Surface Proteins of Gram-Positive Bacteria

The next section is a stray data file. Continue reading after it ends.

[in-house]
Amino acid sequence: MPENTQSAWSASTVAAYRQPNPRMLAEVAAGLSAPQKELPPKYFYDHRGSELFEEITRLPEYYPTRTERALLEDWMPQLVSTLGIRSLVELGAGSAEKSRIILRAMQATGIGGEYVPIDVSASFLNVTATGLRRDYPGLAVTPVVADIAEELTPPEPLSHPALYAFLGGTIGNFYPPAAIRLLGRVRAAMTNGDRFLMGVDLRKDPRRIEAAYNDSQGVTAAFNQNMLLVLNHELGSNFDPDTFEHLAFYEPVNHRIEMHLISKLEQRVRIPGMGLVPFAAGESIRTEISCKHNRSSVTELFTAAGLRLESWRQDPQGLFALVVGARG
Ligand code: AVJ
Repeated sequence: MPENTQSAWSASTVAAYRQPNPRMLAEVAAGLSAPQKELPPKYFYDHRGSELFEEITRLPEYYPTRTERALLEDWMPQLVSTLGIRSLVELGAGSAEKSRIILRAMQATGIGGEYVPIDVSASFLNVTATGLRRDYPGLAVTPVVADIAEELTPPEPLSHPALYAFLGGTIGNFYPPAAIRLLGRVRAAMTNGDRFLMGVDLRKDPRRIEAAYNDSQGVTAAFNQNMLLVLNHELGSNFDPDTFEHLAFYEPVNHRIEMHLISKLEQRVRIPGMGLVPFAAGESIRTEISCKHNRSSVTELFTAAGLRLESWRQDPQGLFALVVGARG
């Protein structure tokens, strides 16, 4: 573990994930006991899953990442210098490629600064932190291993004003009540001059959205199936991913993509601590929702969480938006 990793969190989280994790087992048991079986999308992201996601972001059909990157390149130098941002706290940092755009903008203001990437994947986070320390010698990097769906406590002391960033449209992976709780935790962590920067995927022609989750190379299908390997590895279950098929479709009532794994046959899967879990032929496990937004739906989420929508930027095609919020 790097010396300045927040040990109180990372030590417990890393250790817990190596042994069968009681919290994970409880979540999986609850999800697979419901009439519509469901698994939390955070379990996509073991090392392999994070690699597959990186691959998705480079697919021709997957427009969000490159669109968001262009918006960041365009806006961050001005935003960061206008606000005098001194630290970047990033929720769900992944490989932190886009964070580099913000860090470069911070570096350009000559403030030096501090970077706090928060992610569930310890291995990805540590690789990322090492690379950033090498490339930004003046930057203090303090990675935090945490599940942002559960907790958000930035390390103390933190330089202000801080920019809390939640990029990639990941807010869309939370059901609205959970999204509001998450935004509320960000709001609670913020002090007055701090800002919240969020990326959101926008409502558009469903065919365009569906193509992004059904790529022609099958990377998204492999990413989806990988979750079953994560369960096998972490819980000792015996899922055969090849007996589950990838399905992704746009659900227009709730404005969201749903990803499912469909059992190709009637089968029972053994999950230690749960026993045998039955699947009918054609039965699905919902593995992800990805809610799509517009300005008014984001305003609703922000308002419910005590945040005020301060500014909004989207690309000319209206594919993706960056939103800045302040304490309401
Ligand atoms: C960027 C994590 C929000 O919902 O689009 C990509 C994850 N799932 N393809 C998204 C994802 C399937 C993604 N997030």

ABSTRACT Staphylococcus aureus is a major cause of community- and hospital-acquired diseases. Infections with antibiotic-resistant MRSA strains are associated with increased mortality. To identify targets for anti-MRSA therapy, this proposal analyzes the trafficking of surface proteins, which is essential for S. aureus colonization and invasive disease. Surface proteins are anchored to the cell wall, a process that requires specific signals and targeting mechanisms. Sortase A recognizes the LPXTG motif in C-terminal sorting signals, which are cut and covalently linked to peptidoglycan. Two types of surface protein precursors are distinguished. Precursors with canonical signal peptides are deposited in the envelope at the cell poles. Precursors with YSIRKxxxGxxS motif signal peptides traffic to the cross-wall. Confined by septal membranes during cell division, the cross-wall separates newly divided cells. It represents the site of de novo peptidoglycan synthesis and is split for completion of the cell cycle. Here we report that lipoteichoic acid (LTA) is synthesized at septal membranes and required for septal secretion of YSIRKxxxGxxS precursors. During secretion, the YSIRKx peptide is removed from the precursor. We screened temperature-sensitive mutants for defects in YSIRKxxxGxxS precursor secretion and identified variants with mutations in secA, secG and pepV. secA mutants are defective for the transport of all precursors, polar and septal secretion. secG and pepV mutants exhibit defects in septal secretion. SecA co-purifies with YSIRKxxxGxxS precursors and with PepV. We will test the hypothesis that lipid products of LTA synthesis are critical for the activation of PepV at septal membranes. Although YSIRKxxxGxxS precursors associate with SecA, we predict that precursor complexes cannot activate SecYEG translocons unless the YSIRKx peptide is removed. Upon completion of the cross-wall, LtaS, the catalyst of LTA synthesis, is cut and released while the products of LTA synthesis are dispersed until the next cell division cycle. The proposal will analyze LtaS variants defective in LTA synthesis and LtaS cleavage and characterize the contributions of specific lipids and LtaS regulation for septal secretion. We will characterize YSIRKxxxGxxS precursors bound to SecA for their ability to activate translocons in the presence of specifc lipids and PepV and study precursor mutants for their ability to activate SecYEG translocons. Last, we will characterize the subcellular distribution of PepV, its association with septal lipids, ability to cleave YSIRKxxGxxS precursors and contribution to S. aureus colonization and pathogenesis.